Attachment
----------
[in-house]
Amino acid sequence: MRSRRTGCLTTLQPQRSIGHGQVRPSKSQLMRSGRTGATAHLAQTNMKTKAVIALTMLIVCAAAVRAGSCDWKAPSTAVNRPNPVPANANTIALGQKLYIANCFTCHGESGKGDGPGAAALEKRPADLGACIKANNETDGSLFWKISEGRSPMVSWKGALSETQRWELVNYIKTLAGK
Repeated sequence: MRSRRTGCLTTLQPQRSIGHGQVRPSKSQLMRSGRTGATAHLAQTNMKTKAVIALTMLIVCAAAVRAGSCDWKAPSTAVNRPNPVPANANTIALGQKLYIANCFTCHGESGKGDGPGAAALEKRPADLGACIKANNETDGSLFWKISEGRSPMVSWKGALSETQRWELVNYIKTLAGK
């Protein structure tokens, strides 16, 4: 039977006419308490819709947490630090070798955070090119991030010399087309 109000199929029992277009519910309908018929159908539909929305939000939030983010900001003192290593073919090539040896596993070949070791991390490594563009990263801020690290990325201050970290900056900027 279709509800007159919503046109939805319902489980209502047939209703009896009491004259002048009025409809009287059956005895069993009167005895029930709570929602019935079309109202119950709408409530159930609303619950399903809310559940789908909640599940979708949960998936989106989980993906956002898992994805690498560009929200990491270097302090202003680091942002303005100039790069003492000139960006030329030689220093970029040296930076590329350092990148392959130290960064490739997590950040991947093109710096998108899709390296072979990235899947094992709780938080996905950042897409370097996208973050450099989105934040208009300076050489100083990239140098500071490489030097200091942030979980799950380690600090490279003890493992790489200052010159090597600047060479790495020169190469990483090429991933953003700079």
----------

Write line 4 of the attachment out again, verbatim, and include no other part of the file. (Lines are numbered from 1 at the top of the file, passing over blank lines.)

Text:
């Protein structure tokens, strides 16, 4: 039977006419308490819709947490630090070798955070090119991030010399087309 109000199929029992277009519910309908018929159908539909929305939000939030983010900001003192290593073919090539040896596993070949070791991390490594563009990263801020690290990325201050970290900056900027 279709509800007159919503046109939805319902489980209502047939209703009896009491004259002048009025409809009287059956005895069993009167005895029930709570929602019935079309109202119950709408409530159930609303619950399903809310559940789908909640599940979708949960998936989106989980993906956002898992994805690498560009929200990491270097302090202003680091942002303005100039790069003492000139960006030329030689220093970029040296930076590329350092990148392959130290960064490739997590950040991947093109710096998108899709390296072979990235899947094992709780938080996905950042897409370097996208973050450099989105934040208009300076050489100083990239140098500071490489030097200091942030979980799950380690600090490279003890493992790489200052010159090597600047060479790495020169190469990483090429991933953003700079």